There's a list of movies that I was excited to see before COVID hit and everything fell to shit, and The Green Knight was one such film. I can't say that I'm a huge Arthurian legend nerd--I know the stuff covered on the animated Gargoyles series and that Sir Lancelot, the best knight ever who also fucks the king's wife, was created by the French--but it's been a passing interest. But add in a spooky atmosphere and I got hooked just by the trailer. And after what feels like years of waiting, it's finally here, ready for me to watch on a Tuesday afternoon in a nearly empty theater. Progress towards life getting back on track!
It wasn't my intention to avoid the main Star Wars movies; it's just that covering all nine is an event all to itself. And then the question becomes in what order do I watch them? Chronologically (1-9)? By release (4-6, 1-3, 7-9)? Flashback mode (4&5, 1-3, 6-9)? And what about Rogue One and Solo? But that's a problem for future Chwineka, and fuck that guy. Today we're talking about Caravan of Courage: An Ewok Adventure, a made-for-TV kids film featuring everyone's favorite Star Wars VI: Return of the Jedi characters, the ewoks. What, you didn't love the ewoks? Well too bad.
I've talked about this before, but The Asylum is a film company known for ridiculous movies like Sharknado and a ridiculous amount of knock-offs. Mockbusters, if you will. Back in 2005, Blockbuster--remember when that was relevant?--accidentally ordered 100,000 copies of HG Wells' War of the Worlds instead of the Stephen Spielberg film that came out the same year, War of the Worlds. From there the company just went wild, creating knockoffs like Atlantic Rim, Sunday School Musical, and in this particular case, Almight Thor to go up against Marvel's Thor. The God of Thunder is technically in the public domain, so why not!
Let's start this entry of MCU March with a question: do you remember who the villain of this movie is? Ten points if you remembered Malekith. But do you remember what his plan was, or why it had to happen at the specific time that it did? Thor: The Dark World is generally considered to be the weakest of all the movies in the Marvel Cinematic Universe and a lot of its details are forgotten. But with hindsight, this movie has some very important moments that set up everything that happens afterwards. What do I mean? Well, read on and find out.
I gotta say, I absolutely love that MCU March lined up in such a perfect way that not only do the number of weekdays match the number of movies in the Marvel Cinematic Universe, but also that the Thor post is going up on Thursday. Thor's Day? Get it?! Ah, we have fun here at Chwineka Watches... Anyway, let's talk about my favorite film of Marvel's Phase One.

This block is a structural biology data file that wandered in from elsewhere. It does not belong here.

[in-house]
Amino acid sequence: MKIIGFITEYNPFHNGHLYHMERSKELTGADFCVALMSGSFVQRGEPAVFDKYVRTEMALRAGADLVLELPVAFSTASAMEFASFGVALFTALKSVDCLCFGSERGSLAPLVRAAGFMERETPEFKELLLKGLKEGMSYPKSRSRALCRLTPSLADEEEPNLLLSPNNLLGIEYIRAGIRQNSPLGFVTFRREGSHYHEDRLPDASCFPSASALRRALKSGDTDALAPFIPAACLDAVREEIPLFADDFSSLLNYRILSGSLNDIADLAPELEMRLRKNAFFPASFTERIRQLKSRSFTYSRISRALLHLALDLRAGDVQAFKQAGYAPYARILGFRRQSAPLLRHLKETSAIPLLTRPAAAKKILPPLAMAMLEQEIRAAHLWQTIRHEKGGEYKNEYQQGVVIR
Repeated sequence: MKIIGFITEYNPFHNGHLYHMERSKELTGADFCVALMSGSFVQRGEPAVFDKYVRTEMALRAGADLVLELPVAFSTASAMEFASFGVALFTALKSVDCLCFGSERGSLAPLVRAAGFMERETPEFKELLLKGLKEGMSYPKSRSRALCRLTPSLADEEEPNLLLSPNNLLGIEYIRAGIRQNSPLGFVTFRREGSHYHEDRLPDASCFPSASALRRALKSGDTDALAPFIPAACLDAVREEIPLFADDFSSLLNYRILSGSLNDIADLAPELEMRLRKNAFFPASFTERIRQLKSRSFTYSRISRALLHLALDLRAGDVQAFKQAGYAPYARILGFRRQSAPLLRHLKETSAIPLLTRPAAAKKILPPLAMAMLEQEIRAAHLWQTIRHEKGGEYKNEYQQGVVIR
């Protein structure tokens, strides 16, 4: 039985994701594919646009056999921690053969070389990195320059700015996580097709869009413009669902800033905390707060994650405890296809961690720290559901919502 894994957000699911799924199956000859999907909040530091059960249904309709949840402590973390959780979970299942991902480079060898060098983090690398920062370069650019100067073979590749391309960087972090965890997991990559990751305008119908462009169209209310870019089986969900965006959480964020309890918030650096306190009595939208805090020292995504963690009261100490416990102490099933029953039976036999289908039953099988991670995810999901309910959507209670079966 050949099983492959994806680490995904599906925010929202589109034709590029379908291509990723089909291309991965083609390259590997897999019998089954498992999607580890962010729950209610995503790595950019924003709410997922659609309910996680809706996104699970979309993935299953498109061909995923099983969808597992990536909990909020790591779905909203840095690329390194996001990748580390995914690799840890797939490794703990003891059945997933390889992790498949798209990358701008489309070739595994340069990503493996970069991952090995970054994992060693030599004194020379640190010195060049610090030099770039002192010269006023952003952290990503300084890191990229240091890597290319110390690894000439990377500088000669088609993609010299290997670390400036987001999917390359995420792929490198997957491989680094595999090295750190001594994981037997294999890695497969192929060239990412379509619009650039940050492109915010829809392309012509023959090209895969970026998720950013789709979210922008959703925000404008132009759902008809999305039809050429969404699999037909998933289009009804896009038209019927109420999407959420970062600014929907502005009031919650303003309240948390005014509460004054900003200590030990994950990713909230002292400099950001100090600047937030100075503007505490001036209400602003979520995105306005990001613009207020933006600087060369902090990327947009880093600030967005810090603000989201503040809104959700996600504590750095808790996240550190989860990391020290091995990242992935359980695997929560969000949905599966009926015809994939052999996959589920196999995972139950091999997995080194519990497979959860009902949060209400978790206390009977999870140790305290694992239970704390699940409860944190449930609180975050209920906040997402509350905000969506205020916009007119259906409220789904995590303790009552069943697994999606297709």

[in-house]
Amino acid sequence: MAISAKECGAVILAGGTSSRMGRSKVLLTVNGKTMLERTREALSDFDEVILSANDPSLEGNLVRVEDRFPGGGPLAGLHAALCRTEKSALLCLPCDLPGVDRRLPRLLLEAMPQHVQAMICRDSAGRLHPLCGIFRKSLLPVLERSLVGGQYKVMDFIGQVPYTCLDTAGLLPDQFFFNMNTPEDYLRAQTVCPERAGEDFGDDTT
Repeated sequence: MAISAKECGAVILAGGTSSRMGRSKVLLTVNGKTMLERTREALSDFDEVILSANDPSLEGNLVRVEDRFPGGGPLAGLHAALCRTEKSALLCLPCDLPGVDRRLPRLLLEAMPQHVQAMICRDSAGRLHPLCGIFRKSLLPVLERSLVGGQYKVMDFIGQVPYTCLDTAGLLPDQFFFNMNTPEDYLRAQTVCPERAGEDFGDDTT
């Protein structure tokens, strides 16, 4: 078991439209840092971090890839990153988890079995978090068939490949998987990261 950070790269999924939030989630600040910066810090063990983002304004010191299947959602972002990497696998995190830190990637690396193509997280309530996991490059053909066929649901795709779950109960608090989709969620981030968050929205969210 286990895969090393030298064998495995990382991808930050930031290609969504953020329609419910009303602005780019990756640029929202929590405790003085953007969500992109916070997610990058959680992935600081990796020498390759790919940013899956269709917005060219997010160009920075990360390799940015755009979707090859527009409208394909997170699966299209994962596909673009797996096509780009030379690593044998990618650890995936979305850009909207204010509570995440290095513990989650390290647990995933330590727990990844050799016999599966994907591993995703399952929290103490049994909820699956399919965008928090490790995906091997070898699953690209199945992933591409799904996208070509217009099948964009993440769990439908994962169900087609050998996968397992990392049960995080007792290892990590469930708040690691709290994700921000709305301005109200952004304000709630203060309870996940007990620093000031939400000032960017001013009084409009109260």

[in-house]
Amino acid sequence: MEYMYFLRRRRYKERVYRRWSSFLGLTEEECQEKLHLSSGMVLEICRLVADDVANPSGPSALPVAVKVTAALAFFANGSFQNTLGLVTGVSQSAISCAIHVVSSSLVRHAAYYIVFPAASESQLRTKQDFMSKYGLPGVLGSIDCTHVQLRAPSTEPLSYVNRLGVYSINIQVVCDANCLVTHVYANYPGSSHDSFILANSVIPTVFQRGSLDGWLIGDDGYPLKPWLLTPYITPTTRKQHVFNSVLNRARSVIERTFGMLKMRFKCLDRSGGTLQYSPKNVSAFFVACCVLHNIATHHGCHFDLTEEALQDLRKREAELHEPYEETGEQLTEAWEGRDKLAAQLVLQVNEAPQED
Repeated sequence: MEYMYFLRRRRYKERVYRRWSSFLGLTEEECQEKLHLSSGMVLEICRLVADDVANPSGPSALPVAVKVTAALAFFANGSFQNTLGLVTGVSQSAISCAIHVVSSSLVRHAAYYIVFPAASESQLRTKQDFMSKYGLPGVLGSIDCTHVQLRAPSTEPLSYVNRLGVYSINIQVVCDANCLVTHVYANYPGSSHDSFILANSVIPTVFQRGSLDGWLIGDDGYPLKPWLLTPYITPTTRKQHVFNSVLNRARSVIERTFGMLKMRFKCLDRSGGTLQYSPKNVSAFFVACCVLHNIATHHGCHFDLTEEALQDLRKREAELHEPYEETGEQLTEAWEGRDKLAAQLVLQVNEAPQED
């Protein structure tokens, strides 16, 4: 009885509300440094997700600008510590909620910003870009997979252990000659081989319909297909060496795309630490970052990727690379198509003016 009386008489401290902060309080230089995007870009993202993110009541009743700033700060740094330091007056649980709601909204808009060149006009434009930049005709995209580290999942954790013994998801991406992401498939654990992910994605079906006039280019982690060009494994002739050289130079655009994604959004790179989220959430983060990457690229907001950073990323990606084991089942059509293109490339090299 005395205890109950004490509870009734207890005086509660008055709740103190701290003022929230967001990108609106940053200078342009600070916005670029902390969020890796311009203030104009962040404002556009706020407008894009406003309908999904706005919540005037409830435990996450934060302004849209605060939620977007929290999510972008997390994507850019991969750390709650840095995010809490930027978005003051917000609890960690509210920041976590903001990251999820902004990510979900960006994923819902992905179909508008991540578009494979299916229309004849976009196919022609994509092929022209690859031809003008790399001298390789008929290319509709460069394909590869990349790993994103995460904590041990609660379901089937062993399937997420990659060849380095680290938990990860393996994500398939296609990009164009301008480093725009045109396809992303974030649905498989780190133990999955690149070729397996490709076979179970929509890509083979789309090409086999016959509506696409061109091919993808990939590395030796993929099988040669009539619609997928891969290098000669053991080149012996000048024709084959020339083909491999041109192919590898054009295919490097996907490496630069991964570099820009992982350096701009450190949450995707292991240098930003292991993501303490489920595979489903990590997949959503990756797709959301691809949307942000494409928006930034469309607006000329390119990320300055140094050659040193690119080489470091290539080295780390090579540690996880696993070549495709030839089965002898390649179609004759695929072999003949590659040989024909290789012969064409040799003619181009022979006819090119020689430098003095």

Okay, so why I picked this particular movie might need a bit of explaining… First off, as I mentioned in Dead & Breakfast review, I love Mr. Jeremy Sisto. A while ago I was browsing through his IMDB page and saw that he played Jesus–as in the son of God–in a TV miniseries. I had to see it! That was a few years ago, and I finally managed to stumble upon it recently. And I knew I’d have to review it.
It’s been a wild ride, but here we are at last, at the final season of She-Ra. What started as a heroic fantasy tale has now turned into a sci-fi epic, which doesn’t at all resemble the story idea I’ve had in my head since middle school and I’m totally not at all annoyed that someone with more talent got to write it before I did, nope! Anyway, the gang gets gayer and fights God!
Gonna start this one with a bit of a tangent. The original rough draft of this post was 2563 words. See, previously I was devoting at least a paragraph to each episode, going over everything in detail. But that’s longer than your average high school essay (hell, upwards of double the length) and that’s just unfeasible. It absolutely makes sense to cut everything down, summarizing the season in a paragraph or two, and then going over things I liked or didn’t like. But on the other hand, I’m throwing away thousands of words I wrote, which is one hell of an edit. It’s all for the greater good, I know, but don’t be surprised if at some point in the future I post an actual essay about… something.
Season 2 of She-Ra walked so season 3 could run. Sure, not every episode needs to be plot heavy, but this is the point where things really start ramping up. And after watching these six episodes, we’re now halfway through the series! Woo!
Welcome back to me talking way too much about She-Ra and the Princesses of Power! Today I’m focusing on season 2, which will be a shorter post than yesterday’s. Season 2 is only seven episodes, while season 3 is six; together that adds up to 13, the same number of episodes as seasons 1, 4, and 5. Maybe there were production issues that delayed the second half of the season? The world may never know, because I couldn’t find any reason for it. Anyway, off we go!